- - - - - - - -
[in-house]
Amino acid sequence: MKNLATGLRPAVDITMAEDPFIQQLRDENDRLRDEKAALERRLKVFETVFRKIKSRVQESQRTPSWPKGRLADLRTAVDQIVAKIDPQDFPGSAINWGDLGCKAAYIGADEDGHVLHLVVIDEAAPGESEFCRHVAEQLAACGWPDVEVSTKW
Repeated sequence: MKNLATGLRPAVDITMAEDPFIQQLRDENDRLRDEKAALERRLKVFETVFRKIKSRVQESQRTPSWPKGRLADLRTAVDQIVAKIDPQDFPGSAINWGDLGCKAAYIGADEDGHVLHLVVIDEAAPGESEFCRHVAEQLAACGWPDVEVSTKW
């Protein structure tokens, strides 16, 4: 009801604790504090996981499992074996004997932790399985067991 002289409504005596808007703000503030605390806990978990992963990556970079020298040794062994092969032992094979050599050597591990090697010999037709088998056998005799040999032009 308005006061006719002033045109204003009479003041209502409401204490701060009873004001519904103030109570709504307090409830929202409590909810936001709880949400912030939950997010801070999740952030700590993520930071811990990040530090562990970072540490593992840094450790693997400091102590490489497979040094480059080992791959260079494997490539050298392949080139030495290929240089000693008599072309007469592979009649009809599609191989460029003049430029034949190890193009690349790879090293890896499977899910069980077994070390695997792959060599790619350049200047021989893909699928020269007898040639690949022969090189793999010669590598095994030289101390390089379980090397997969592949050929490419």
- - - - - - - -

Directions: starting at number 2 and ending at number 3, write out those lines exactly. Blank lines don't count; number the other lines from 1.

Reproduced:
Amino acid sequence: MKNLATGLRPAVDITMAEDPFIQQLRDENDRLRDEKAALERRLKVFETVFRKIKSRVQESQRTPSWPKGRLADLRTAVDQIVAKIDPQDFPGSAINWGDLGCKAAYIGADEDGHVLHLVVIDEAAPGESEFCRHVAEQLAACGWPDVEVSTKW
Repeated sequence: MKNLATGLRPAVDITMAEDPFIQQLRDENDRLRDEKAALERRLKVFETVFRKIKSRVQESQRTPSWPKGRLADLRTAVDQIVAKIDPQDFPGSAINWGDLGCKAAYIGADEDGHVLHLVVIDEAAPGESEFCRHVAEQLAACGWPDVEVSTKW